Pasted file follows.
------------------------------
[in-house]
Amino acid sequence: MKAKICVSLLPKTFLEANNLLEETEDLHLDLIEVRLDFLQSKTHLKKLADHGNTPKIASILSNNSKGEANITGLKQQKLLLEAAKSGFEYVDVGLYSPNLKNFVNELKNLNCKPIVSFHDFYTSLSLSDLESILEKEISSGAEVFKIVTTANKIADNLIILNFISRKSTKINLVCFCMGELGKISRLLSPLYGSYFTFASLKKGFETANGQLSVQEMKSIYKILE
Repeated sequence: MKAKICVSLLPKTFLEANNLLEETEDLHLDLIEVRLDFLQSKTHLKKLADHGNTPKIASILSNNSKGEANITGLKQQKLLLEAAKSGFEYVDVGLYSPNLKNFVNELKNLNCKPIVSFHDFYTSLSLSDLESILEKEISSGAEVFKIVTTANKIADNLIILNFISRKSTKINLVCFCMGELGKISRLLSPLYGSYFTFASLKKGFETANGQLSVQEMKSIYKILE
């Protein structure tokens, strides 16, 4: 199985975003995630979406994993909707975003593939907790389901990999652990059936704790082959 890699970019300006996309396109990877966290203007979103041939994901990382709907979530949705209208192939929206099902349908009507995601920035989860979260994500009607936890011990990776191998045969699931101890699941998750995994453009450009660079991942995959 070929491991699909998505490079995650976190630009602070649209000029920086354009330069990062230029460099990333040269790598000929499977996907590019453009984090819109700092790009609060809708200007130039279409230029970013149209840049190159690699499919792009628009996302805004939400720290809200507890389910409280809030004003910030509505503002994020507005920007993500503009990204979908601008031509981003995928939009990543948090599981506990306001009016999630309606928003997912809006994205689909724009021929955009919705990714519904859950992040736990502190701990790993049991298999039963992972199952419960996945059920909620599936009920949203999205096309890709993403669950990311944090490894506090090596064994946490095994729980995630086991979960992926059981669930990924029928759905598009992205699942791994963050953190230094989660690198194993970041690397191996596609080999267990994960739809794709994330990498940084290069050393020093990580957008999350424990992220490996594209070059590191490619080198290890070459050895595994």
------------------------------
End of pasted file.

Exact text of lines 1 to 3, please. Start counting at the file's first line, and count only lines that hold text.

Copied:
[in-house]
Amino acid sequence: MKAKICVSLLPKTFLEANNLLEETEDLHLDLIEVRLDFLQSKTHLKKLADHGNTPKIASILSNNSKGEANITGLKQQKLLLEAAKSGFEYVDVGLYSPNLKNFVNELKNLNCKPIVSFHDFYTSLSLSDLESILEKEISSGAEVFKIVTTANKIADNLIILNFISRKSTKINLVCFCMGELGKISRLLSPLYGSYFTFASLKKGFETANGQLSVQEMKSIYKILE
Repeated sequence: MKAKICVSLLPKTFLEANNLLEETEDLHLDLIEVRLDFLQSKTHLKKLADHGNTPKIASILSNNSKGEANITGLKQQKLLLEAAKSGFEYVDVGLYSPNLKNFVNELKNLNCKPIVSFHDFYTSLSLSDLESILEKEISSGAEVFKIVTTANKIADNLIILNFISRKSTKINLVCFCMGELGKISRLLSPLYGSYFTFASLKKGFETANGQLSVQEMKSIYKILE